meet the winners of the 2015 rachel funari prize for fiction: 3rd place, “excerpts” by ali zayaan
Ali Zayaan’s story, ‘Excerpts’ won 3rd place in the 2015 Rachel Funari Prize for Fiction. Here is an interview with Ali, plus his award-winning story!
Tell us a bit about yourself. Who are you?
I study Econ and Politics at Adelaide Uni. I love writing like I have loved very few things ever in life but I don’t do enough of it and I feel constant low-level guilt slash impostor syndrome about that. I follow both catspotting and cool fun cat group on Facebook and waste a lot of time on BuzzFeed. I don’t feel too strongly one way or the other about long walks on the beach.
What do you think it takes to write an award-winning story?
Well, I’m not really sure, because third place in the Rachel Funari Prize for Fiction is the only award-winning story I’ve ever produced. I do notice that the lit world’s diversity problem extends to which stories win awards, and it’s not because minority writers aren’t producing great work but because a lot of people in the lit world- their frame of reference is very aligned with a certain history of literature, very linear and Western Canon, and that influences what fiction is considered good fiction and what writing is considered good prose. It’s not very constructivist at all when arguably it should be, because storytelling and narratives are such universal ways of making sense of life and English is such a universal language, and in that context a lot of the judging of good fiction and good prose is so limited.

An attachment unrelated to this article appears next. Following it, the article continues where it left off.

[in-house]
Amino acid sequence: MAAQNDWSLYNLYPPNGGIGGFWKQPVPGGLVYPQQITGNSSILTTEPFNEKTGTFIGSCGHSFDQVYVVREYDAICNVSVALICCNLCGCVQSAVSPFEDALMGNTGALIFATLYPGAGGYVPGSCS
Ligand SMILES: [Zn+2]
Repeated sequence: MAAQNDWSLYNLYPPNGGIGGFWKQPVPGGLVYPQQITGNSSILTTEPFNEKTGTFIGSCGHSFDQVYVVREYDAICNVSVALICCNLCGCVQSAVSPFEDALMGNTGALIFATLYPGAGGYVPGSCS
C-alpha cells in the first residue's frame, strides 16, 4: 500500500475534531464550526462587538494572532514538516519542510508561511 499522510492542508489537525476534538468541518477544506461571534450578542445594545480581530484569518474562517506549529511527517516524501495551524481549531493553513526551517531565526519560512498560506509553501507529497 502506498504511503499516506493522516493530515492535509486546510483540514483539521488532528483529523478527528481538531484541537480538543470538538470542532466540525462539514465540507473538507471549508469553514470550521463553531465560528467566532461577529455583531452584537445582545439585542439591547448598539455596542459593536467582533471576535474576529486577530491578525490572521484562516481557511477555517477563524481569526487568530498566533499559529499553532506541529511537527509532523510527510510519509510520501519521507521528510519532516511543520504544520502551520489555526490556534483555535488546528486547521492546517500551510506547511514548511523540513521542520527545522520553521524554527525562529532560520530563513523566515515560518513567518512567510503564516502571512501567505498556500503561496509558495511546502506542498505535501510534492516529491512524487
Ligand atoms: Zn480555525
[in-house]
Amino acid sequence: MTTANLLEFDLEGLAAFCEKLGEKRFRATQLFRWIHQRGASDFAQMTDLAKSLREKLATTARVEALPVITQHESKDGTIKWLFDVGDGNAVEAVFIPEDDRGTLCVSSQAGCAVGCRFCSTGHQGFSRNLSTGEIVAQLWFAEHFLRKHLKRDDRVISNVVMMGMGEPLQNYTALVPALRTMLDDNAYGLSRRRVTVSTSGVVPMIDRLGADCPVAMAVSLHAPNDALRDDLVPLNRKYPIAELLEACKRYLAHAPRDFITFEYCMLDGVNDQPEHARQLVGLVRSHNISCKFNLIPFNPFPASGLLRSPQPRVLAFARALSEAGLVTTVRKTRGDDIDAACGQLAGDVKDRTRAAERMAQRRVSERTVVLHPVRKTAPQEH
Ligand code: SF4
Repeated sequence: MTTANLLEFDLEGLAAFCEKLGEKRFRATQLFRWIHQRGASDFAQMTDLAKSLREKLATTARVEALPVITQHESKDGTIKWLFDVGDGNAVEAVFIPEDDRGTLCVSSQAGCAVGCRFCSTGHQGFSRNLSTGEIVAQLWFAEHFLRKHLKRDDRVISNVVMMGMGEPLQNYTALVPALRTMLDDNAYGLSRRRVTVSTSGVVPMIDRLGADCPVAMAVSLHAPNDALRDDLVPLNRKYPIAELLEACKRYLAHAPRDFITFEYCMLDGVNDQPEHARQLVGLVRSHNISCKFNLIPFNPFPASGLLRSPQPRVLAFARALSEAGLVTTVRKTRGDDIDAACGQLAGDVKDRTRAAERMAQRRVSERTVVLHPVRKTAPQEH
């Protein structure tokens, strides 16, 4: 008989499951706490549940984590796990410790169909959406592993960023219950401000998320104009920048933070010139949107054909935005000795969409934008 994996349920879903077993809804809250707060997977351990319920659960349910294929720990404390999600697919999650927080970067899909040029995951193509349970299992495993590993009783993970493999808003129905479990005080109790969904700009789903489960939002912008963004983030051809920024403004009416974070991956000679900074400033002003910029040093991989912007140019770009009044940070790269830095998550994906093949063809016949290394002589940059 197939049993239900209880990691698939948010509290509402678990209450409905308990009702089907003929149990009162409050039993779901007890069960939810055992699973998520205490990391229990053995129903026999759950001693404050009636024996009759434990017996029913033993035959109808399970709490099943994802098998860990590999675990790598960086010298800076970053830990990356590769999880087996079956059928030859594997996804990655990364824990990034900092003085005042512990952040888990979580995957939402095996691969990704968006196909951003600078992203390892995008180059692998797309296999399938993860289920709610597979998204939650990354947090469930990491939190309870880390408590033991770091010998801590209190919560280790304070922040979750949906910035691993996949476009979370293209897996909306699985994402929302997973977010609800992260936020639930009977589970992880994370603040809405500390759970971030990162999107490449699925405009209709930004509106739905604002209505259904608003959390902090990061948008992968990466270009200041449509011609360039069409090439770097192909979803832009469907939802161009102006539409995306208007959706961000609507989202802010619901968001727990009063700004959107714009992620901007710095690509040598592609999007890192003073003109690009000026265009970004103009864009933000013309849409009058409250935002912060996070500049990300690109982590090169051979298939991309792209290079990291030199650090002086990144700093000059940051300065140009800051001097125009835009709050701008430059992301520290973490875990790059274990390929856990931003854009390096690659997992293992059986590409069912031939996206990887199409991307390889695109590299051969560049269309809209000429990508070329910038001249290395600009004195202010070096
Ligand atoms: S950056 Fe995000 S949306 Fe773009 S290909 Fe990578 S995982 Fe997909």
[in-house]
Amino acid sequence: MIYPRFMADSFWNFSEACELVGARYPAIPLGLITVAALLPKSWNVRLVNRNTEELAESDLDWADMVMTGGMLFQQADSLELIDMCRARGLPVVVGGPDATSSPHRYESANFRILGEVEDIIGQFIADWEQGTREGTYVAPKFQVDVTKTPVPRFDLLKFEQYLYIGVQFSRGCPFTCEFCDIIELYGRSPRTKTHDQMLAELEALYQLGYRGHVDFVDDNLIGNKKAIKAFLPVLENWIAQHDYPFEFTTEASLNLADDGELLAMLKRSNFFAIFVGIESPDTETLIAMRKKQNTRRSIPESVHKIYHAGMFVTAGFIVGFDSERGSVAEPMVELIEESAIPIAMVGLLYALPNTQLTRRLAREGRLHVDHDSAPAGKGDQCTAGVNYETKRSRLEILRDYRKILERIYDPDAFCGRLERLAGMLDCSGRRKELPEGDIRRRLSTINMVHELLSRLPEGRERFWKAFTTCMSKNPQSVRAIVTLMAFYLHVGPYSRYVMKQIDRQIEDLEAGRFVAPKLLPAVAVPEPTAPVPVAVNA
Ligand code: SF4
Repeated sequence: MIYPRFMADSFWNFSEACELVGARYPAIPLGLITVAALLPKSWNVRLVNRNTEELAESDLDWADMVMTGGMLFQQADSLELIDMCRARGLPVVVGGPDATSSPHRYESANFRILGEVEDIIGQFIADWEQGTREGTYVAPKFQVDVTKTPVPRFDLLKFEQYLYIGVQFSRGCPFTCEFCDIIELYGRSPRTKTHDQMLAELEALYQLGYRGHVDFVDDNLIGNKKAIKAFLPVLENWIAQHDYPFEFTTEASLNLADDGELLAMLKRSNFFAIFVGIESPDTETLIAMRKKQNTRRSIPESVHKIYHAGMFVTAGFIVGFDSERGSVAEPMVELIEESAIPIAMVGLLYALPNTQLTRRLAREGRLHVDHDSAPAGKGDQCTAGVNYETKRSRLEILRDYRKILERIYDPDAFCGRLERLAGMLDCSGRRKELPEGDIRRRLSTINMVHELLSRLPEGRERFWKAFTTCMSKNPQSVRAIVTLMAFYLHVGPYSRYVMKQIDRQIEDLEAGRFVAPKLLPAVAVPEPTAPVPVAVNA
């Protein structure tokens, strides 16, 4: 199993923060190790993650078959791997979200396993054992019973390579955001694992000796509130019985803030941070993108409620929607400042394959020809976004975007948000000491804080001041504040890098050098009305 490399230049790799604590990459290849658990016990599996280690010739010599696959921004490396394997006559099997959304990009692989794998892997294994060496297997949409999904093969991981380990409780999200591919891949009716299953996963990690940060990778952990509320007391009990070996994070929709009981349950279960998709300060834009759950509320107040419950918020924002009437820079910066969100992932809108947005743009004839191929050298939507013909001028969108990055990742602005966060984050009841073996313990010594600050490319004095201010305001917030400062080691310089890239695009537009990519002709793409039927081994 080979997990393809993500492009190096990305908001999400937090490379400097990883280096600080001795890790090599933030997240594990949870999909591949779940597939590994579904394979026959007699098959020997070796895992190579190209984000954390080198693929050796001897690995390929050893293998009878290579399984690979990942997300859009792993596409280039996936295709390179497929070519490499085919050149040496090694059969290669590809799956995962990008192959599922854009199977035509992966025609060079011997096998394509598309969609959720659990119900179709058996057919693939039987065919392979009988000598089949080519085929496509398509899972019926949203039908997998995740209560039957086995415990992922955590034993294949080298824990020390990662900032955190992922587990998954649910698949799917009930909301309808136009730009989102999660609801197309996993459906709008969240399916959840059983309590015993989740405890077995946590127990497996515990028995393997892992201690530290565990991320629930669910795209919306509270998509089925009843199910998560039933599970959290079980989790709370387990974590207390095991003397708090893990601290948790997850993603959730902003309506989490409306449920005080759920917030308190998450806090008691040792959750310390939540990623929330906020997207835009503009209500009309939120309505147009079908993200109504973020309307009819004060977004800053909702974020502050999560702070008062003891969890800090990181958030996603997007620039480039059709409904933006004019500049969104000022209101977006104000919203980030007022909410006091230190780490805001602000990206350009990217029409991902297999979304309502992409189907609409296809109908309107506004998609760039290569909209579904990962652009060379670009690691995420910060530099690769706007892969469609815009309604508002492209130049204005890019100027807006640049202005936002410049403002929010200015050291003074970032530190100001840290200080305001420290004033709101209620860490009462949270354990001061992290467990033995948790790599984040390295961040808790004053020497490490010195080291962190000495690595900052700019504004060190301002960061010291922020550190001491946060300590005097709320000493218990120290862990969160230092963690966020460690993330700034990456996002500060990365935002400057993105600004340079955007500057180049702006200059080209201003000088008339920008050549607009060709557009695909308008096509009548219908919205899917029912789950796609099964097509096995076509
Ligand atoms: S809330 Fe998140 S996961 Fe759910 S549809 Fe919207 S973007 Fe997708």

I personally think that there should have been a moratorium on literary short stories about a white man in a dead-end job having an affair with his student where he can’t get it up and he’s disillusioned by life so he masturbates in the shower – there’s always one or two profanities tossed in because it’s edgy – what, 15 years ago. But I still see variations of that all the time, in print, winning things. And I see vibrant, colourful, original stories from the perspectives of women and people of colour and lgbtqia+ people mostly concentrated in publications that get described as “niche” or “radical” or “special-interest” or somehow in opposition to the mainstream. Like Lip.
So, yeah, I don’t have much that’s helpful on what it’d take to write an award-winning story. I do have an opinion on what it should take, and that is: really really good, original writing that makes you feel things, because while there are a lot of distant and cerebral stories that are so beautiful, I do think that the emphasis on rather detached and cerebral writing as opposed to colour and emotions and politics, which comes from this idea that the former is more pure than the latter, is limiting. (It’s definitely a constraint when trying to write fiction capturing the realities of those of us whose everyday existence is political, and I also suspect that the distrust of openly emotional writing is similar to the kind of subtle lit sexism that considers romance or chick-lit or novels about women’s domestic lives frivolous but the minutiae of middle-aged men’s everyday lives literature).
Where do you write?
I’d like to say I write at home, in my bed, but I’m also really unproductive at home and end up doing most of my writing when I’m visiting people and staying somewhere different.
Why did you enter the Rachel Funari Prize for Fiction?
I liked the theme and the description of the kind of stories they wanted (for the reasons mentioned earlier), and the info on the panel of judges sounded really cool.